Marcella Althaus-Reid was a queer theologian whose controversial books include “Indecent Theology” and “The Queer God.” Born in Argentina, she became the first woman appointed to a chair in the School of Divinity at the University of Edinburgh, Scotland in 2006. She held that post when she died on Feb. 20, 2009 at age 56.
Althaus-Reid (May 11, 1952 – Feb. 20, 2009) was baptized as a Roman Catholic and grew up in Buenos Aires. She earned her first theological degree there from ISEDET (Instituto Superior Evangelico de Estudios Teologicos). ISEDET is Latin America’s renowned center for studying liberation theology, which emphasizes God’s “preferential option for the poor.”
Next she gained recognition for working on social and community projects in the slums of Buenos Aires. As she continued her studies, Althaus-Reid applied the principles of liberation theology to women and sexual minorities, including LGBTQ people.
Her first book, “Indecent Theology,” was published in 2000 and established her international reputation as a self-proclaimed “indecent, Latina, bisexual theologian.” The book challenges the sexual oppression behind traditional Christian concepts of decency and introduces theology rooted in the context of people whose sexual freedom has been limited. In 2003 she wrote “The Queer God.” The book aims to liberate God from the closet of sex-negative Christian thought and embraces God’s role in the lives of LGBTQ people.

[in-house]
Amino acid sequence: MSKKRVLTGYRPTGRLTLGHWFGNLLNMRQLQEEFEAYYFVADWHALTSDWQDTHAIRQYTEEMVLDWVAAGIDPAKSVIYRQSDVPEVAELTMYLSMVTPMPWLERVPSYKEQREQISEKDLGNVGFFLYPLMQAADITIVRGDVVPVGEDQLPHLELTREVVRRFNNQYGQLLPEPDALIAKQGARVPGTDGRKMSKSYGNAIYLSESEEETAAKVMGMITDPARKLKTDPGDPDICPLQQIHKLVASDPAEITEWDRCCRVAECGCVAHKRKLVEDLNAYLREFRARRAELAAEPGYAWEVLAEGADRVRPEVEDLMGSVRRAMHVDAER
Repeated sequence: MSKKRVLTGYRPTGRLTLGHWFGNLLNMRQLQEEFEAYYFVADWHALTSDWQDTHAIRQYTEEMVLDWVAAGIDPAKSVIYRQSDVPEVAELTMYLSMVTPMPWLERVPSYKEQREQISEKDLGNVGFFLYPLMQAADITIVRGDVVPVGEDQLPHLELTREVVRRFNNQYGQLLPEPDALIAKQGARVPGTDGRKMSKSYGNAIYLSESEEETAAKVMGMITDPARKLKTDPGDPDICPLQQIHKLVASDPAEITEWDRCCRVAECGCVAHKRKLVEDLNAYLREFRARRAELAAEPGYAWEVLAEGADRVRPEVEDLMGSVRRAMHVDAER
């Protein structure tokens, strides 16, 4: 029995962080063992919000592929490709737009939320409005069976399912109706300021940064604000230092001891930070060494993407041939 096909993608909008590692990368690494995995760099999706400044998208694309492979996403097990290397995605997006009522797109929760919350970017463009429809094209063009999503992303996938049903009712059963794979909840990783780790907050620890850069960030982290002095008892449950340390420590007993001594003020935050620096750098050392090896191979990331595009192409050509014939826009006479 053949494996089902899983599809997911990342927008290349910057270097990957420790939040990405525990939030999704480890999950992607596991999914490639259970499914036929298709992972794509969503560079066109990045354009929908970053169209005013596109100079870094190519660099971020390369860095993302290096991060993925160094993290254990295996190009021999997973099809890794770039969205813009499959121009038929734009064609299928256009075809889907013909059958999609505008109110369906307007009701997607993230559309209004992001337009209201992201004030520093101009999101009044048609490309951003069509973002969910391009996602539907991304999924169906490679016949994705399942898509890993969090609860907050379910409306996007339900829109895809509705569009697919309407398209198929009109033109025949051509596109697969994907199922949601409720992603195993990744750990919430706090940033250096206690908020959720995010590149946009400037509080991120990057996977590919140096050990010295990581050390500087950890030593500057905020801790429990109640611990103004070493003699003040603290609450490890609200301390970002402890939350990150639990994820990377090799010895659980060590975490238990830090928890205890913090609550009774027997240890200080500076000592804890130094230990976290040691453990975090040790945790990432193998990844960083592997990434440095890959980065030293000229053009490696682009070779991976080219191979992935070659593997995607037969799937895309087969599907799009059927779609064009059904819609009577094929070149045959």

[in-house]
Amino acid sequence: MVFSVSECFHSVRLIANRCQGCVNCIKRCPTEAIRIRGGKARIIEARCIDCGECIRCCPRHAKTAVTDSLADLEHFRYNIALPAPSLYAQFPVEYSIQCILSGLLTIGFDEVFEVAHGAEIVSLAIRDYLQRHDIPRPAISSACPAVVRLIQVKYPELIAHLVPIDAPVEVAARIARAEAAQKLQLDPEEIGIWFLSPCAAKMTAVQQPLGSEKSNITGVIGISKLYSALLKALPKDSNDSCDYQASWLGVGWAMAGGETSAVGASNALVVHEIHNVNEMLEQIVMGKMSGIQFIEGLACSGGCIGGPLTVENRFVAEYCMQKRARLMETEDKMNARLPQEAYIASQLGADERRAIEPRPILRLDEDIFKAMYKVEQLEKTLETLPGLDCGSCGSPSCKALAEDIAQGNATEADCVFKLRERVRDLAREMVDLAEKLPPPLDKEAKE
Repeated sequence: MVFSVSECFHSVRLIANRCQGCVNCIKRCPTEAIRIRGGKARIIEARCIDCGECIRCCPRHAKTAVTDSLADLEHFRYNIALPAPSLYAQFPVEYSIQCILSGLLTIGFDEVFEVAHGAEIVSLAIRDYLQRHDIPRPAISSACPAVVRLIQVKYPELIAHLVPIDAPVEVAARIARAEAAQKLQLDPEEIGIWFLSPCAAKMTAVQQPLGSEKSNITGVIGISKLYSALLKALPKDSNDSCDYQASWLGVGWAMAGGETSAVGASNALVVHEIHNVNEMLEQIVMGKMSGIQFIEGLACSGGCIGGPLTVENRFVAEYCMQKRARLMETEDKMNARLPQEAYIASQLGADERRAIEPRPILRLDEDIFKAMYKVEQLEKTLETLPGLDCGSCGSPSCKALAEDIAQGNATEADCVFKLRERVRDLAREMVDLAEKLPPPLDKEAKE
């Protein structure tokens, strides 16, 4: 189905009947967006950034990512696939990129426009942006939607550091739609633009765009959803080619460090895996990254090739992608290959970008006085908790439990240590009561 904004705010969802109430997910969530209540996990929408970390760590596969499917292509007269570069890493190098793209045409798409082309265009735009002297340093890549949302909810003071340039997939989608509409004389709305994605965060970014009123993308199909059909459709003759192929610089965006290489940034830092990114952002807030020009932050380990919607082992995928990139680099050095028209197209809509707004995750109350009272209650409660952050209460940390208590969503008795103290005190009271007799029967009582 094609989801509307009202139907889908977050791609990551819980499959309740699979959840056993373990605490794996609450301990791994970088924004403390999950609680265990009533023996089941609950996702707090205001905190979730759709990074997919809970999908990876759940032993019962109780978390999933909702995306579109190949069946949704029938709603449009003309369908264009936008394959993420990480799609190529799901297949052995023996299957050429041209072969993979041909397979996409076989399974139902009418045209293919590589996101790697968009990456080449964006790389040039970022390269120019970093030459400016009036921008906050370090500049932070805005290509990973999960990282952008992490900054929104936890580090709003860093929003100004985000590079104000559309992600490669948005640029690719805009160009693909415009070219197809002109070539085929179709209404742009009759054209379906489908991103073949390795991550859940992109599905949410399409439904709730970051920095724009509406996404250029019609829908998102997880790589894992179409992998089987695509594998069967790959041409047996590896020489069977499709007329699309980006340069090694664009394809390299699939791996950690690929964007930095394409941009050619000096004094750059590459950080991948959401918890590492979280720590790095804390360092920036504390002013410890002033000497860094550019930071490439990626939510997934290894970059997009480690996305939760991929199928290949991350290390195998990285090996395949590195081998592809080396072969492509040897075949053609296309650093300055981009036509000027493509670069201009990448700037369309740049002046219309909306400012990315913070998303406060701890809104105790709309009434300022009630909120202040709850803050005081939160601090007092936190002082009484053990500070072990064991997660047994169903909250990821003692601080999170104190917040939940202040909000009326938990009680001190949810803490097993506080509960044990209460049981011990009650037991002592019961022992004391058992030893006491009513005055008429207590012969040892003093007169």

She wakes up the world with statements such as, “All theology is sexual theology.” Her originality and flashes of insight are expressed in the following quotation from her book “The Queer God”:
“Our task and our joy is to find or simply recognise God sitting amongst us, at any time, in any gay bar or in the home of a camp friend who decorates her living room as a chapel and doesn’t leave her rosary at home when going to a salsa bar.”
According to her obituary in the Herald Scotland, Althaus-Reid was a member of Moderator Nancy Wilson’s advisory theological team in Metropolitan Community Churches and felt at home in MCC’s Edinburgh congregation, although she was formally a member of the Quakers and the Church of Scotland.
Her writing style is often dense and her books continue to be controversial, even among LGBTQ people of faith. But nobody denies that Althaus-Reid took risks to raise important issues based on queer life and spirituality.
Her theology is summed up well by Hugo Córdova Quero, a scholar who worked with her personally. He wrote a reflection about her for the Jesus in Love Blog on the fifth anniversary of her death. Quero states:
“An embodied spirituality must also be sexual. Otherwise, salvation is not completely attainable. Marcella thus guides us towards a spirituality which does not force us to sever our sexuality. On the contrary, she leads us to honor it as a path to holiness. Her indecent theology is a truly queer theology that has opened the doors of the closets of traditions and prejudices and prophetically calls us out to walk towards liberation.”
Marcella Althaus-Reid’s reputation keeps growing